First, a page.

History students to accept donations for refugees


Imagine getting off a plane from a warm, war-burdened country and finding yourself in a cold, dark Erie.

The only clothes you own are shorts and flip-flops, no winter coat to protect yourself from this frozen white water falling from the sky.

Unfortunately, this is how many of Erie’s refugees are welcomed to our city.

To combat this issue, Carolyn Baugh, Ph.D., an assistant professor of history, has begun to engage her History Without Borders students by starting a campus-wide collection of clothing, household items and school supplies.

In each of Baugh’s classes she stresses the roots of conflicts such as war, genocide and persecution that have produced so many refugees to come to Erie.

“I always want to help my students understand that refugees are people like us, with homes and families and prized possessions and a sense of place that is often key to their identities,” Baugh said.

They may look different from us or speak a different language, but at the bottom of it all, we aren’t really all that different.

We all have dreams to become physician assistants or businessmen and women. Refugees have to put those dreams on hold to pick up their entire life, move to an entirely new country and be expected to learn and speak this country’s language quickly, all while owning almost nothing.

Young children are also among the adult refugees and the transition to Erie public schools is not an easy one, so giving them things like a backpack to help them fit in could make a world of difference.

Refugees have no choice but to leave their home, and it is incredibly important for not only Gannon students, but everyone else to welcome them after enduring so much hardship just to get here.

Baugh’s students have decided to act on this issue and begin a collection of items that incoming refugees will need.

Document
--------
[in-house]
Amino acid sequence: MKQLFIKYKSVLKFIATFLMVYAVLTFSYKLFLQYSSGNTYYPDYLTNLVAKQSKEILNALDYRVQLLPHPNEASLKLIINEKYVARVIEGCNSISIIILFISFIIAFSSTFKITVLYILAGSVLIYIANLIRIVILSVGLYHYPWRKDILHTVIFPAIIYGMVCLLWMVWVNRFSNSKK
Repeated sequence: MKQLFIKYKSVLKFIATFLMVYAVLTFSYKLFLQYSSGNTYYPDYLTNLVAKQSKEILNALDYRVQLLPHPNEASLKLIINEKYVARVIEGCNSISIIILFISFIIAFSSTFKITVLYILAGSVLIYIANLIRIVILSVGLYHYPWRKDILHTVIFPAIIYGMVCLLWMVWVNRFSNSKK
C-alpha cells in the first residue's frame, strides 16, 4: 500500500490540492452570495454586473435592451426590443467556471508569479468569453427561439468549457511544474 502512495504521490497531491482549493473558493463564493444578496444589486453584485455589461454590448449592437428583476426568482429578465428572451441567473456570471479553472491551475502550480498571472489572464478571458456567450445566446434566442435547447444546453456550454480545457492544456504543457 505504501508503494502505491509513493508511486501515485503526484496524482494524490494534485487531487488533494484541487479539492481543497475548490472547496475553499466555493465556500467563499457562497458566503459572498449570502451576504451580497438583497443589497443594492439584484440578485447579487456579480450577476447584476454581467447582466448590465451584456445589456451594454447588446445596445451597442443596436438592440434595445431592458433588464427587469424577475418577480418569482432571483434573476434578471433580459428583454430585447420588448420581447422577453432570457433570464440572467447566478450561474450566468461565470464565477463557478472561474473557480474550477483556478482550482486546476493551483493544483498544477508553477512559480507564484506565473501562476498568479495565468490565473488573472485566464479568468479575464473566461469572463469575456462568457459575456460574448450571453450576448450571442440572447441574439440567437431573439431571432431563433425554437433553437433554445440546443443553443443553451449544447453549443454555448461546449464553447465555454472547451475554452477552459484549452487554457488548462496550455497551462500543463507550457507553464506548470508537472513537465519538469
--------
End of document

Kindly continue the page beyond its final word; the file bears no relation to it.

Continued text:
Abby Printz, a freshman physician assistant major and a student in one of Baugh’s History Without Borders classes, said she thinks the project is a great opportunity for students to get involved in the community.

“People should donate items because it’s a great project that has the potential to help a lot of people in need,” Printz said.

This includes but is not limited to gently used clean clothing, dishes, household supplies, backpacks and school supplies.

Students and community members will be able to find collection barrels in Waldron Campus Center, Palumbo Academic Center’s Honors Wing and the third floor Women’s Studies Lounge, Finegan Hall, North Hall, Wehrle Hall and the Recreation and Wellness Center.

All donations will benefit the refugee population of Erie through the International Institute of Erie, which is a branch of the federal government’s Office of Refugee Resettlement.

Dylanna Jackson, the director of the International Institute of Erie, often visits Gannon to educate Baugh’s students about the different types of refugees that Erie encounters and the situations they may have experienced before their resettlement.

Collection Barrels can be found around campus until April 28.

To learn more about the International Institute of Erie and Refugee Resettlement at http://refugees.org/field-office/erie/ or email them at [email protected], and don’t forget to follow them on Facebook.

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